really want to know your decision, im so confusing at this moment...

any way, good luck! and safe fly!
doggymyth is offline  
Old 23rd Jun 2017, 21:22
  #27 (permalink)  
 
Join Date: Apr 2010
Location: Between a Rock and a Hard Spot
Posts: 199
Originally Posted by button push ignored View Post
American flight schools are a great way for the cartels to launder money.
I have not met many satisfied students from any Southern Florida school.
At 1.2 to the British Pound, America is not worth the money at present.
I would only go there at 1.75 or above.
Canada is a equally depressed currency as the Pound.
Try Harv's Air in Winnipeg.
Honest people.

If your Polish, then first go see Bartolini in Lodz.
Ask them if you have an American, Canadian or South African PPL and 150-200 hours, can you finish up there?
Your home boys will steer you straight.
I trust Florida schools about as far as I can throw them.
That's an awful wide brush you are painting with. There are two excellent schools at KSGJ, which is in NE Florida. Florida Flyers and Florida Aviation Career Training.
HEMS driver is offline  
Old 6th Jul 2017, 21:49
  #28 (permalink)  
 
Join Date: Mar 2017
Location: Medellin
Posts: 6
Greetings all.

Having visited three schools recently with a view to selecting one to be the "right fit" for my niece to being her studies towards a career as a commercial pilot, I'd happily receive critical or other comments from anyone with experience or knowledge about these three flight schools, which I hardly ever see mentioned in this forum.

COASTFLIGHT operates out of Montgomery field in SAN DIEGO
ENDEAVOUR operates out of Opa-Locka in MIAMI
ADF operates out of Tamiami in MIAMI

Any thoughts, most appreciated.

Thanks,
Uncle Russ
UncleRuss is offline  
Old 7th Jul 2017, 00:50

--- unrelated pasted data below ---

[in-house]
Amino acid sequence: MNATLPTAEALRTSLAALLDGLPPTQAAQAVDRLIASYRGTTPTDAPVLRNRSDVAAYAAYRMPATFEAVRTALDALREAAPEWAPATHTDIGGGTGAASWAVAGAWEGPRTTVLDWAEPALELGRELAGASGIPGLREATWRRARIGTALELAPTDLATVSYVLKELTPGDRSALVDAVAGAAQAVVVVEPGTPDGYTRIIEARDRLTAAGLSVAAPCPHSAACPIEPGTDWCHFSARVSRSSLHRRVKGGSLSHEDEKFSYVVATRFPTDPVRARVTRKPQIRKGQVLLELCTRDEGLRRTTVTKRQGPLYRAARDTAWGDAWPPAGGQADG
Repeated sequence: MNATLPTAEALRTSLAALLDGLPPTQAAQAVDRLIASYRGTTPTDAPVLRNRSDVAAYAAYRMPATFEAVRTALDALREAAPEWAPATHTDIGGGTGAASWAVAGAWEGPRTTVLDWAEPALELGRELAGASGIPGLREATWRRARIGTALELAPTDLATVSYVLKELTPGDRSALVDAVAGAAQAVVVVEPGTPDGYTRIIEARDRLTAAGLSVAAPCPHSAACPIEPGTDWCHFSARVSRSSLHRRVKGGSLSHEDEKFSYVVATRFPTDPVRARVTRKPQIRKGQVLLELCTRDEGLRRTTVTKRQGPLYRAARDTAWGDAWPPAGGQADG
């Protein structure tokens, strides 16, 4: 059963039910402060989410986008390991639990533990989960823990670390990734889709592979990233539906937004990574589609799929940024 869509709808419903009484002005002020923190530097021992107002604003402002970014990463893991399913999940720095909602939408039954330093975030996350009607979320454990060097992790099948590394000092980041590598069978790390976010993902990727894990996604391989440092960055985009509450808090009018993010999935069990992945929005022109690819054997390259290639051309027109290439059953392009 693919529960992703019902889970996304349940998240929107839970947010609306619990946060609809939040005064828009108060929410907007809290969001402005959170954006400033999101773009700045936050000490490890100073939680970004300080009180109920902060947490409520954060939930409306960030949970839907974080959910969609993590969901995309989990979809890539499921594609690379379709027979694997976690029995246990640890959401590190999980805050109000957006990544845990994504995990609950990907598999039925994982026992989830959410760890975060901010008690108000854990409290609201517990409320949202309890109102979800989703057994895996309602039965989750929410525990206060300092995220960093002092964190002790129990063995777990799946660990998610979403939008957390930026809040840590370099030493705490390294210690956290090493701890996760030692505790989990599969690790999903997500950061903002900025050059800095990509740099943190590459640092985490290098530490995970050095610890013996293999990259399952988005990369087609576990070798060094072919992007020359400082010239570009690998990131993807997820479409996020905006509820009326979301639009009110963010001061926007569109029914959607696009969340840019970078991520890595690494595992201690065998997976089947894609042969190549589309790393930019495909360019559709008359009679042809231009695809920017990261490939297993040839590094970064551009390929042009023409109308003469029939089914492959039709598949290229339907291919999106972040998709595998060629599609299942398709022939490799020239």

#29 (permalink)  
 
Join Date: Apr 2010
Location: Between a Rock and a Hard Spot
Posts: 199
Originally Posted by UncleRuss View Post
Greetings all.

Having visited three schools recently with a view to selecting one to be the "right fit" for my niece to being her studies towards a career as a commercial pilot, I'd happily receive critical or other comments from anyone with experience or knowledge about these three flight schools, which I hardly ever see mentioned in this forum.

COASTFLIGHT operates out of Montgomery field in SAN DIEGO
ENDEAVOUR operates out of Opa-Locka in MIAMI
ADF operates out of Tamiami in MIAMI

Any thoughts, most appreciated.

Thanks,
Uncle Russ
I am not familiar with any of these schools. But in general, be very skeptical regarding "south" Florida flight schools, and general aviation in general in "south" Florida.
HEMS driver is offline  
Old 5th Nov 2019, 12:21
  #30 (permalink)  
 
Join Date: Nov 2019
Location: Barcelona
Age: 35
Posts: 1
East Coast

Does anyone recommend a good flight school in the Northeast US?

Thx a lot
Daniel Vasconcellos is offline  

Posting Rules
You may not post new threads
You may not post replies
You may not post attachments
You may not edit your posts

BB code is On
Smilies are On
[IMG] code is On
HTML code is Off
Trackbacks are Off
Pingbacks are Off
Refbacks are Off


Thread Tools
Search this Thread

Contact Us Archive Advertising Cookie Policy Privacy Statement Terms of Service

Copyright © 2018 MH Sub I, LLC dba Internet Brands. All rights reserved. Use of this site indicates your consent to the Terms of Use.